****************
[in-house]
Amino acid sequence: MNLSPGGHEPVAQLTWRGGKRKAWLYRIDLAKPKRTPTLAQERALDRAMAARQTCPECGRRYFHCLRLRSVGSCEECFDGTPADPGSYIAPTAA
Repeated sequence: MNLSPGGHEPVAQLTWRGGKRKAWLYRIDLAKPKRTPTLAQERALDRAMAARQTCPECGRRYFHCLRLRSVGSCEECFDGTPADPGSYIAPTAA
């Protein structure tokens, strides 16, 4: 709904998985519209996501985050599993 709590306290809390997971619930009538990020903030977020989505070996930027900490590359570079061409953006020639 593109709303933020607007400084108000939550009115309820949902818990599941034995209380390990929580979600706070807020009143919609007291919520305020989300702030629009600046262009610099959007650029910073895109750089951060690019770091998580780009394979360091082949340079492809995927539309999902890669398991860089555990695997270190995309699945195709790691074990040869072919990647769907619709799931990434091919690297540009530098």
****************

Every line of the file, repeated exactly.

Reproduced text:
[in-house]
Amino acid sequence: MNLSPGGHEPVAQLTWRGGKRKAWLYRIDLAKPKRTPTLAQERALDRAMAARQTCPECGRRYFHCLRLRSVGSCEECFDGTPADPGSYIAPTAA
Repeated sequence: MNLSPGGHEPVAQLTWRGGKRKAWLYRIDLAKPKRTPTLAQERALDRAMAARQTCPECGRRYFHCLRLRSVGSCEECFDGTPADPGSYIAPTAA
């Protein structure tokens, strides 16, 4: 709904998985519209996501985050599993 709590306290809390997971619930009538990020903030977020989505070996930027900490590359570079061409953006020639 593109709303933020607007400084108000939550009115309820949902818990599941034995209380390990929580979600706070807020009143919609007291919520305020989300702030629009600046262009610099959007650029910073895109750089951060690019770091998580780009394979360091082949340079492809995927539309999902890669398991860089555990695997270190995309699945195709790691074990040869072919990647769907619709799931990434091919690297540009530098």